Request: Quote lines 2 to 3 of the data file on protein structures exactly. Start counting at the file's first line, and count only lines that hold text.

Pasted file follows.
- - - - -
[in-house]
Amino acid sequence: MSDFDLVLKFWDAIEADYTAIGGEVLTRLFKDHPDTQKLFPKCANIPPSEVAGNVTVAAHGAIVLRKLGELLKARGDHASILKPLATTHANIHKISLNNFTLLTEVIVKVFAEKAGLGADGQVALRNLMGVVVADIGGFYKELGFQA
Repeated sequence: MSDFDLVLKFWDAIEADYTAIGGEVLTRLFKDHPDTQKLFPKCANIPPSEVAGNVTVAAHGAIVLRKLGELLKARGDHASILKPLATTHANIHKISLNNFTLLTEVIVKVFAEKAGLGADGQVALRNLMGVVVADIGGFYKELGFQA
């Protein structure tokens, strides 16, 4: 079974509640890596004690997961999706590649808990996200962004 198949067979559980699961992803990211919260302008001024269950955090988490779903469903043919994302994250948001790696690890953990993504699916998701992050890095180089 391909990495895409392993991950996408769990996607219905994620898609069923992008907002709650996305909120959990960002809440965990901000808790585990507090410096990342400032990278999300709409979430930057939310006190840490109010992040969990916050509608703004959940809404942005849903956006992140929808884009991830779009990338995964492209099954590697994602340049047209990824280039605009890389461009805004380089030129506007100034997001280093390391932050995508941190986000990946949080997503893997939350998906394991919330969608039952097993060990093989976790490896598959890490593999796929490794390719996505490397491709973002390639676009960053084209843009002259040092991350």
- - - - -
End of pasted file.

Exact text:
Amino acid sequence: MSDFDLVLKFWDAIEADYTAIGGEVLTRLFKDHPDTQKLFPKCANIPPSEVAGNVTVAAHGAIVLRKLGELLKARGDHASILKPLATTHANIHKISLNNFTLLTEVIVKVFAEKAGLGADGQVALRNLMGVVVADIGGFYKELGFQA
Repeated sequence: MSDFDLVLKFWDAIEADYTAIGGEVLTRLFKDHPDTQKLFPKCANIPPSEVAGNVTVAAHGAIVLRKLGELLKARGDHASILKPLATTHANIHKISLNNFTLLTEVIVKVFAEKAGLGADGQVALRNLMGVVVADIGGFYKELGFQA